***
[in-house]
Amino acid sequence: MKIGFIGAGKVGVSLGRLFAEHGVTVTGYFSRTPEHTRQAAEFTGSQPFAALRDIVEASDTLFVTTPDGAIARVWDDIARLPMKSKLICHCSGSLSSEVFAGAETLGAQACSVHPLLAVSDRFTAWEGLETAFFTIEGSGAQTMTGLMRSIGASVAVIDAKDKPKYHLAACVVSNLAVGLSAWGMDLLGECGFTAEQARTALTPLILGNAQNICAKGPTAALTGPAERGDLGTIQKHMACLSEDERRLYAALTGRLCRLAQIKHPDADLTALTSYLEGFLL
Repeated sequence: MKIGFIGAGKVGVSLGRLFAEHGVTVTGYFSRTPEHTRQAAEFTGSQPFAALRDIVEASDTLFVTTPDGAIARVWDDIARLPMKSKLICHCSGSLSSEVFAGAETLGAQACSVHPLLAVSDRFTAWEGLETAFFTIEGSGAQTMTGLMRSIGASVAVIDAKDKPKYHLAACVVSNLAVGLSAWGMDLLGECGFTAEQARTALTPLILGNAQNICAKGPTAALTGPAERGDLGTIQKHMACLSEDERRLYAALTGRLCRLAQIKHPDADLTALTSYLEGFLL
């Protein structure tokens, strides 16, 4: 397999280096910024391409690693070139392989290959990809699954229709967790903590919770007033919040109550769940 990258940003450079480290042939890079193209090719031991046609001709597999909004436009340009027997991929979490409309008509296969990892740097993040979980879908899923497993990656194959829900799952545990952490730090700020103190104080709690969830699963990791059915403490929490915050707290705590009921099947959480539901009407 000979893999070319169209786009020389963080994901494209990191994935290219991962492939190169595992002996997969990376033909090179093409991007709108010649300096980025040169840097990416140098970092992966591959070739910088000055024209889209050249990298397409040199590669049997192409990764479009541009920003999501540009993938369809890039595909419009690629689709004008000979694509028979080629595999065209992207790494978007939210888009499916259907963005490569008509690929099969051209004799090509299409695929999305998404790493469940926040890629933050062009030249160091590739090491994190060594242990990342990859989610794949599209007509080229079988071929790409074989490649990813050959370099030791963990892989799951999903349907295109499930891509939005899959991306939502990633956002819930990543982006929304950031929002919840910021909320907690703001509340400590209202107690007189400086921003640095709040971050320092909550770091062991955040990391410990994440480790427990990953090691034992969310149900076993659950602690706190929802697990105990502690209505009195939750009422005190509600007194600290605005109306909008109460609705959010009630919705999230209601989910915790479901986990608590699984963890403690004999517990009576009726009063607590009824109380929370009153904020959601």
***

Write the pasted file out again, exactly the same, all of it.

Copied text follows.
[in-house]
Amino acid sequence: MKIGFIGAGKVGVSLGRLFAEHGVTVTGYFSRTPEHTRQAAEFTGSQPFAALRDIVEASDTLFVTTPDGAIARVWDDIARLPMKSKLICHCSGSLSSEVFAGAETLGAQACSVHPLLAVSDRFTAWEGLETAFFTIEGSGAQTMTGLMRSIGASVAVIDAKDKPKYHLAACVVSNLAVGLSAWGMDLLGECGFTAEQARTALTPLILGNAQNICAKGPTAALTGPAERGDLGTIQKHMACLSEDERRLYAALTGRLCRLAQIKHPDADLTALTSYLEGFLL
Repeated sequence: MKIGFIGAGKVGVSLGRLFAEHGVTVTGYFSRTPEHTRQAAEFTGSQPFAALRDIVEASDTLFVTTPDGAIARVWDDIARLPMKSKLICHCSGSLSSEVFAGAETLGAQACSVHPLLAVSDRFTAWEGLETAFFTIEGSGAQTMTGLMRSIGASVAVIDAKDKPKYHLAACVVSNLAVGLSAWGMDLLGECGFTAEQARTALTPLILGNAQNICAKGPTAALTGPAERGDLGTIQKHMACLSEDERRLYAALTGRLCRLAQIKHPDADLTALTSYLEGFLL
């Protein structure tokens, strides 16, 4: 397999280096910024391409690693070139392989290959990809699954229709967790903590919770007033919040109550769940 990258940003450079480290042939890079193209090719031991046609001709597999909004436009340009027997991929979490409309008509296969990892740097993040979980879908899923497993990656194959829900799952545990952490730090700020103190104080709690969830699963990791059915403490929490915050707290705590009921099947959480539901009407 000979893999070319169209786009020389963080994901494209990191994935290219991962492939190169595992002996997969990376033909090179093409991007709108010649300096980025040169840097990416140098970092992966591959070739910088000055024209889209050249990298397409040199590669049997192409990764479009541009920003999501540009993938369809890039595909419009690629689709004008000979694509028979080629595999065209992207790494978007939210888009499916259907963005490569008509690929099969051209004799090509299409695929999305998404790493469940926040890629933050062009030249160091590739090491994190060594242990990342990859989610794949599209007509080229079988071929790409074989490649990813050959370099030791963990892989799951999903349907295109499930891509939005899959991306939502990633956002819930990543982006929304950031929002919840910021909320907690703001509340400590209202107690007189400086921003640095709040971050320092909550770091062991955040990391410990994440480790427990990953090691034992969310149900076993659950602690706190929802697990105990502690209505009195939750009422005190509600007194600290605005109306909008109460609705959010009630919705999230209601989910915790479901986990608590699984963890403690004999517990009576009726009063607590009824109380929370009153904020959601």